IELTS Writing Task 2: 'animal testing' essay - ielts …
More stories of kind mentoring in a new home come courtesy of another elephant rescue site, this one in Kenya, where orphans are raised to be reintroduced as adults into the wild. This is a big adjustment, not often attempted for animals who have lived for some length of time in a captive or domesticated setting, but the new releases are helped by older elephants who have gone through the same thing themselves (especially important in welcoming them into a herd that is not their blood kin). In a in , head keeper Joseph Sauni recounts how an adventurous little one named Irima ran away to try out his independence early. After a few days, a trumpety clamor was heard at the gate. “Irima must have told the group that he still needed his milk and orphan family and wanted to go back,” says Sauni, so Edo, a graduate of the center, walked Irima home. “The keepers opened the gate, and Edo escorted Irima all the way back to the stockades. Edo drank some water from the well, ate some food, and took off again. Mission accomplished.”
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A court in 1987 concluded that the LD50 studies in animals were "grosslyinadequate" according to the standards in the early 1950's: the Armyfound that all mice died at 100 mg/kg and no mice died at 12 mg/kg, butthe Army performed no further animal experiments. Further, before the judgeapproved the settlement in 1955, the state's attorney had an meeting with the judge, at which the attorney falsely represented that sourceof the drug was the Army Medical Corps, to give the impression that theexperiment was therapeutic. The judge then required that the settlementbe increased from $ 15,000 to $ 18,000.
The Club Taurino of London caters for the depraved tastes of the aficionado-voyeur, who feels the psychological need to watch killing. I offer an argument in moral philosophy which I've called, for convenience, The Argument from The Baboon and Bull Killing Club. Defenders of bullfighting very often claim that watching bullfighting is justifiable because the kind of experience available to the spectators outweighs the suffering of the animals. (Many defenders of bullfighting argue - or simply assume - that animals can't suffer, as in the case of those who maintain that 'animals have no souls.' These individuals are mentioned in 'Into the Arena.') Alexander Fiske-Harrison and A A Gill believe that killing an animal - a bull and a baboon in their case - is justified on account of the kind of experience which they gained. Presumably, many, many other people would also have similar experiential benefits if they too killed an animal? If their example were imitated, and many, many animals were killed for the sake of the experience (provided it were legal in the country) would they approve or disapprove? I believe, of course, that their whim, craving, need, whatever it may be, is far from harmless and not to be imitated. In the case of killing for these reasons, and watching killing as a spectator, the moral arguments against are decisive, it seems to me. It would be morally wrong to set up a Club for killers of animals, but clubs such as the Club Taurino of London, which cater for spectators of killing and which foster and encourage public killing of animals, are morally unjustifiable too.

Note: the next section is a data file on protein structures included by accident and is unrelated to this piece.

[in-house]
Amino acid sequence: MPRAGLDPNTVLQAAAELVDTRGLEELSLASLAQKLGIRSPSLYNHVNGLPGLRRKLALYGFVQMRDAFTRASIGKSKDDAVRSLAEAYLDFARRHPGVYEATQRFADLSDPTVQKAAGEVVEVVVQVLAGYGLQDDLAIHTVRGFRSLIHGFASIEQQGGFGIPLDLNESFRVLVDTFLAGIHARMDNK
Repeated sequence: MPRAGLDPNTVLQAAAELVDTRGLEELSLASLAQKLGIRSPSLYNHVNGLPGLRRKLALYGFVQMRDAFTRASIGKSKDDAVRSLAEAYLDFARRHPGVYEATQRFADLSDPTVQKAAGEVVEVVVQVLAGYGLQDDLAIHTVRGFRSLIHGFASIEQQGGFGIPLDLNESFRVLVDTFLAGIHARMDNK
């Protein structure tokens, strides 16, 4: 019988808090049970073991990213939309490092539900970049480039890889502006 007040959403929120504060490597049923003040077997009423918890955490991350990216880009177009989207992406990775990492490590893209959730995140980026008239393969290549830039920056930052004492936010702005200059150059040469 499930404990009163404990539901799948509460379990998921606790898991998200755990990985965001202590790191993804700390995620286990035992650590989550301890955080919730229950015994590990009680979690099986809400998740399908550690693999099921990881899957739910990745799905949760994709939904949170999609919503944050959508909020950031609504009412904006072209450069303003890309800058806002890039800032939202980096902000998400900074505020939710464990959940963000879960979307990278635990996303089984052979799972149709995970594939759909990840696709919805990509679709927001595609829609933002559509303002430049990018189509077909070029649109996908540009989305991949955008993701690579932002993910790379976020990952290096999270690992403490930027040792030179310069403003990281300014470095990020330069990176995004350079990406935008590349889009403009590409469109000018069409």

Tuskegee syphilis experiment - Wikipedia
If you shoot an animal, you may expect it to make whimpering noises.... That any animal, and especially one weighing 3 tons, should lie down and sob her heart out in pure emotional frustration is something else again. It almost looks as if, despite all that we like to believe, we humans are not the only creatures that possess what we call emotions and higher feelings. In fact, if we insist upon making a distinction between ourselves and other animals in this respect, we will then have to provide a special niche for the Abu.
Bullfighting: arguments against and action against
Some religions teach that man is superior to animals and, by extension, animals do not have feeling. Some cultures do not recognise animals as thinking, feeling entities, for example the Chinese term for animal equates to "moving thing" and animals in food markets are treated as though they are no more than unfeeling, moving, vocalising vegetables. Politicians and those opposed to "animal rights" believe that according animals emotions would accord them rights (possibly rights equal to humans), changing the whole human/animal relationship and making pet-keeping, farming, hunting and experimentation unacceptable (many people already argue that hunting and experimentation are unacceptable on grounds of unnecessary cruelty). They argue that humans would be reduced to animal status with all that entails: culling, enforced sterilisation, selective breeding etc and pretty soon the word "Nazi" gets bandied about (ironically Hitler banned hunting).
Personal Identity | Internet Encyclopedia of Philosophy
Though based on nearly opposite standards for how to value living beings, both these approaches basically annihilate human equality as a special ideal, that self-evident truth that somehow in all times and places has been shockingly hard to defend. Hence valiant crusaders against assaults on this front, such as bioethicist Wesley J. Smith (author of titled after Newkirk’s statement), smell danger in any discussion of animal sentience and emotion. Think of the beautiful stark simplicity of the “I Am a Man” banners carried in the civil rights marches; what if, instead, they said “I Am an Organism,” whose rights are either contingent or unenforceable? This is the moral universe that people suspicious of animal advocacy fear.